Police warning after fraudsters dupe shop owner out of £140k

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Police warning after fraudsters dupe shop owner out of £140k

POLICE are urging people to be extra vigilant after highly skilled fraudsters duped a Lancashire business woman out of £140k.

Fraudsters contacted the shop owner a number of times last month and conned her into handing over the business’ account details. They then used the details to impersonate her on internet banking systems making a number of transactions.

An investigation is underway and police have issued advice to help both business owners and members of the public to avoid falling victim to cyber fraudsters.

PC Mark Aldridge from Lancashire Constabulary’s Economic Crime Unit said: “This increasingly common method of fraud – known as vishing – has been used in as many as 40 other frauds nationally, with losses possibly running into millions of pounds.

“It is a scam whereby highly skilled fraudsters contact business owners and account managers and con them into unwittingly revealing their business account details. These offenders display a high degree of competence and a thorough knowledge of online banking and account management systems, which can make them appear very genuine and legitimate.

“It can occur over a number of weeks until the fraudsters eventually gather enough details to take over control of the account and make transactions on it. From there money transfers occur via numerous accounts, some of which are located overseas in places such as the Middle East and Eastern Europe.

“This fraud technique is currently being investigated by both banking industry security departments – who have issued security alerts to their customers and national law enforcement agencies who are making businesses aware via the CIFAS fraud prevention service and the National Fraud Intelligence Bureau networks.”

Police are advising local businesses and account managers of the need to maintain close control over all their personal and business banking details and officers have issued the following advice to help people avoid falling victim;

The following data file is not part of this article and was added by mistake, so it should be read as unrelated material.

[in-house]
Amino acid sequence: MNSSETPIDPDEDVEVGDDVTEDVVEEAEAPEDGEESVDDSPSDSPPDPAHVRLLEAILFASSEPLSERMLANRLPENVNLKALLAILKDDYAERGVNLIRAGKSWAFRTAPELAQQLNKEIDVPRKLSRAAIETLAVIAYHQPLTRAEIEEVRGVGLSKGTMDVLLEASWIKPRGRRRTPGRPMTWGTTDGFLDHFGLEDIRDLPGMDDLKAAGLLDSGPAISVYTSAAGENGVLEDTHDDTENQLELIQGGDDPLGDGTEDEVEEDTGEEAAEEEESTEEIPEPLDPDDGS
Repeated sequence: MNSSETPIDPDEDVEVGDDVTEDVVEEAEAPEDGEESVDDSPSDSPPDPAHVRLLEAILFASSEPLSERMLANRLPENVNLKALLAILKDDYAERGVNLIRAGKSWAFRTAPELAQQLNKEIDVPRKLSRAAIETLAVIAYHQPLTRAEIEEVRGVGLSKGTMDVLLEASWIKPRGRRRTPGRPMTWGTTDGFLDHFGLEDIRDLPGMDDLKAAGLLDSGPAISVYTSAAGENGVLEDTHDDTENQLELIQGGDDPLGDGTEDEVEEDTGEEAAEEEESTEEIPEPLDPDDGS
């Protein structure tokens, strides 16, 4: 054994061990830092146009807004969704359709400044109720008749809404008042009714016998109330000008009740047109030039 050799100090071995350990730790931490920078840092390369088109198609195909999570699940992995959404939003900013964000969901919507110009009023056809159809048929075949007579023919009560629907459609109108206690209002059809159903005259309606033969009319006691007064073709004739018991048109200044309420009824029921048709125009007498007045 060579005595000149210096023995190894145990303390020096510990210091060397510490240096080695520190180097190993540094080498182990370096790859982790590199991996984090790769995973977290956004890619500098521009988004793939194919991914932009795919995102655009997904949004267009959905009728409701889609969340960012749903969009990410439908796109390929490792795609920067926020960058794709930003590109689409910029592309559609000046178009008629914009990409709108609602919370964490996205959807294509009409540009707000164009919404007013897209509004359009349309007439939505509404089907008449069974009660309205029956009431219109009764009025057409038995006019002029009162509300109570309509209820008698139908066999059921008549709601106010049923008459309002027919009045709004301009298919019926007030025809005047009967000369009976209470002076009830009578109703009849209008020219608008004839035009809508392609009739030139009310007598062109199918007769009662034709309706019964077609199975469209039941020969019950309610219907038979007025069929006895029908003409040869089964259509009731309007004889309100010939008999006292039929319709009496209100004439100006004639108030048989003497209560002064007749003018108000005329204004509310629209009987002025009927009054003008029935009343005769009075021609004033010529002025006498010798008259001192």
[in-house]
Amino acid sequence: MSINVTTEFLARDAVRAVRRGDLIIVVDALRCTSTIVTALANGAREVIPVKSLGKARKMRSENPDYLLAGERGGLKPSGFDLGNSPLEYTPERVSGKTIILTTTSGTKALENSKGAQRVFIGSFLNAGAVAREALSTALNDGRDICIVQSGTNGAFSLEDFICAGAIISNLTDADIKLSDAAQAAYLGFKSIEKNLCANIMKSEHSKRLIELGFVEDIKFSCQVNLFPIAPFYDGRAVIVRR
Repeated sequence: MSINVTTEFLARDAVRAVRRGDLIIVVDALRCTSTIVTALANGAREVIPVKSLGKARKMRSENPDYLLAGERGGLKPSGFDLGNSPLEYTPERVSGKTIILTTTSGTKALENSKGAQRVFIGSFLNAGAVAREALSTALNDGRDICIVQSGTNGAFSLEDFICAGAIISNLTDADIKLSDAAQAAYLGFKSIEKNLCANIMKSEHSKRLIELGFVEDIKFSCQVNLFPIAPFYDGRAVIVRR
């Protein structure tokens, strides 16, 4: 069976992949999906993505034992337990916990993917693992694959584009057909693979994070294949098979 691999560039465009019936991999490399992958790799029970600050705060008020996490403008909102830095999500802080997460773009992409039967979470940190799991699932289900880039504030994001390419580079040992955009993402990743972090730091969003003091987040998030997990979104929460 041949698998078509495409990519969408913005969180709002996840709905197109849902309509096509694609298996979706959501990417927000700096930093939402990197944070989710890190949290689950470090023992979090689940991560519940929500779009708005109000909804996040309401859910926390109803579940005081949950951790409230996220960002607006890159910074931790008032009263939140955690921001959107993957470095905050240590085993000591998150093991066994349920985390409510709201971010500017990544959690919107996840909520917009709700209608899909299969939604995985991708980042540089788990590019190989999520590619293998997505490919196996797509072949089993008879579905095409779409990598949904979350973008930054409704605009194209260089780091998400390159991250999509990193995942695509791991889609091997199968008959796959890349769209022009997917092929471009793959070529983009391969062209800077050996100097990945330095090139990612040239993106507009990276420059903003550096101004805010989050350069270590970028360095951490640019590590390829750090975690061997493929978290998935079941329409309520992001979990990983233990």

• Don’t accept any unsolicited calls from any bank enquiring about your account details and don’t disclose any details of account or sort codes, usernames or passwords to anyone. A bank will not ask you for your private secure username and PIN – that is your personal information.
  • A common technique is for the fraudster to ask for only part of the username or password and try to convince you that you are not giving it all away. Please think! Some systems only require certain numbers/letters to access accounts and it may be these they are actually asking for. If you are contacted over a number of occasions the fraudster may have recorded the part numbers you give them on each occasion and then add to those numbers after other calls.
  • Do not use your bank card reader or keypad to give the fraudster security numbers. They may already have access to your account and the only bit they don’t have is your bank card, used to generate a security code through the reader/keypad.
  • Make sure you know who you are talking to. Close the call and contact your bank or account manager on the numbers you have for them. Do this from a different line or mobile phone to stop the fraudster holding your line open and speaking to you pretending to be your bank. Don’t ring back on any numbers the unknown caller gives you. Ring them back on numbers you already have and ask to speak to your named account managers.
  • If a caller asks you to log onto a certain website and says they will send you the link, do not do this unless absolutely certain you know who you are speaking to. The website link may download some software into your computer which the fraudsters will use to attack your accounts.
  • Remember if you give away your username/password or PIN numbers and a fraudster empties your bank account, your bank may not reimburse your loss as you may be in breach of your account contract with them by giving someone else access.

People who believe they may have been victims or have been targeted can visit www.actionfraud.police.uk or call 0300 123 2040.



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